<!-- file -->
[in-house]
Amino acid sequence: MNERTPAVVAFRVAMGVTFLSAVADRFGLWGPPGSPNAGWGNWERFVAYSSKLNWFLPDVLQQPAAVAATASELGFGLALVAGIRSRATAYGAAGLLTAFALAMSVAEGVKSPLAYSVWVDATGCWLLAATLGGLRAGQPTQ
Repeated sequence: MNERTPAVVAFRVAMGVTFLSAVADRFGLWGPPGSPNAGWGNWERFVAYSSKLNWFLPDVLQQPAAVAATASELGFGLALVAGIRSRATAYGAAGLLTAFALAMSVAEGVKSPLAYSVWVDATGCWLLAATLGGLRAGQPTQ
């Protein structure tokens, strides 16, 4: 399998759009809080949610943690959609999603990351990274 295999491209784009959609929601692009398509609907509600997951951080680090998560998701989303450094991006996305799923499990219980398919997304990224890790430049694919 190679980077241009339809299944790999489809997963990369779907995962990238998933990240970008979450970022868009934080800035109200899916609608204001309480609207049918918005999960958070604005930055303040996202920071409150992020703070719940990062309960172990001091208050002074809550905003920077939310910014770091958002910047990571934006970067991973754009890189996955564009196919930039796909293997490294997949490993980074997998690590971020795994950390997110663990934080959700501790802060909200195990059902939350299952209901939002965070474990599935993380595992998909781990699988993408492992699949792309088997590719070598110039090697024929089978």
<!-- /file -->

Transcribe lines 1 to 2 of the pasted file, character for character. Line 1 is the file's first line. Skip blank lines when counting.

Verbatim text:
[in-house]
Amino acid sequence: MNERTPAVVAFRVAMGVTFLSAVADRFGLWGPPGSPNAGWGNWERFVAYSSKLNWFLPDVLQQPAAVAATASELGFGLALVAGIRSRATAYGAAGLLTAFALAMSVAEGVKSPLAYSVWVDATGCWLLAATLGGLRAGQPTQ